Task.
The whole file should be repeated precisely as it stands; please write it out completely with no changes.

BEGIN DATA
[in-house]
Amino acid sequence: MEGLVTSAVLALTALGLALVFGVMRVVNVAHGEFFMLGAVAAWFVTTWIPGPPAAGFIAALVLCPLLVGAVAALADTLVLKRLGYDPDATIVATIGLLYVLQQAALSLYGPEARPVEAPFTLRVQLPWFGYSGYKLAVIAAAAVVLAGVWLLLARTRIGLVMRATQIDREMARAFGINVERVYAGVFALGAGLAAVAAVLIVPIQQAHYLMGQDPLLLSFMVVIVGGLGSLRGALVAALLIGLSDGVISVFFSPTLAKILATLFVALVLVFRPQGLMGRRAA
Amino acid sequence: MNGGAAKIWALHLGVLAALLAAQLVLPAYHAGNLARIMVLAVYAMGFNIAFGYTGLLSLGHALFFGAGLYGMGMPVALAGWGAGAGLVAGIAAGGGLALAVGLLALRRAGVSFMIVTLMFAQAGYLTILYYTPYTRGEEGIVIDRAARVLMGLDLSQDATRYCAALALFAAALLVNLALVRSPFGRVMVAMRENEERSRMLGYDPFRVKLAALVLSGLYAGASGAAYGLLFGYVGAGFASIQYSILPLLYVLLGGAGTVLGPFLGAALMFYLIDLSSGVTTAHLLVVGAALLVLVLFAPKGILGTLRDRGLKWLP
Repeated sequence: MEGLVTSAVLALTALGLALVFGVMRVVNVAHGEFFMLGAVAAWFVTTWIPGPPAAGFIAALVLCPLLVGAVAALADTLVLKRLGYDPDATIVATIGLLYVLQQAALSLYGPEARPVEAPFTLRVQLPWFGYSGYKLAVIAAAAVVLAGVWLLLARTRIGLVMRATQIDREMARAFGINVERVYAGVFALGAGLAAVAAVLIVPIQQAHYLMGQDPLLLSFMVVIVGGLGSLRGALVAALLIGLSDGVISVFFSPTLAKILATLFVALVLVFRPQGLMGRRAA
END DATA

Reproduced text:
[in-house]
Amino acid sequence: MEGLVTSAVLALTALGLALVFGVMRVVNVAHGEFFMLGAVAAWFVTTWIPGPPAAGFIAALVLCPLLVGAVAALADTLVLKRLGYDPDATIVATIGLLYVLQQAALSLYGPEARPVEAPFTLRVQLPWFGYSGYKLAVIAAAAVVLAGVWLLLARTRIGLVMRATQIDREMARAFGINVERVYAGVFALGAGLAAVAAVLIVPIQQAHYLMGQDPLLLSFMVVIVGGLGSLRGALVAALLIGLSDGVISVFFSPTLAKILATLFVALVLVFRPQGLMGRRAA
Amino acid sequence: MNGGAAKIWALHLGVLAALLAAQLVLPAYHAGNLARIMVLAVYAMGFNIAFGYTGLLSLGHALFFGAGLYGMGMPVALAGWGAGAGLVAGIAAGGGLALAVGLLALRRAGVSFMIVTLMFAQAGYLTILYYTPYTRGEEGIVIDRAARVLMGLDLSQDATRYCAALALFAAALLVNLALVRSPFGRVMVAMRENEERSRMLGYDPFRVKLAALVLSGLYAGASGAAYGLLFGYVGAGFASIQYSILPLLYVLLGGAGTVLGPFLGAALMFYLIDLSSGVTTAHLLVVGAALLVLVLFAPKGILGTLRDRGLKWLP
Repeated sequence: MEGLVTSAVLALTALGLALVFGVMRVVNVAHGEFFMLGAVAAWFVTTWIPGPPAAGFIAALVLCPLLVGAVAALADTLVLKRLGYDPDATIVATIGLLYVLQQAALSLYGPEARPVEAPFTLRVQLPWFGYSGYKLAVIAAAAVVLAGVWLLLARTRIGLVMRATQIDREMARAFGINVERVYAGVFALGAGLAAVAAVLIVPIQQAHYLMGQDPLLLSFMVVIVGGLGSLRGALVAALLIGLSDGVISVFFSPTLAKILATLFVALVLVFRPQGLMGRRAA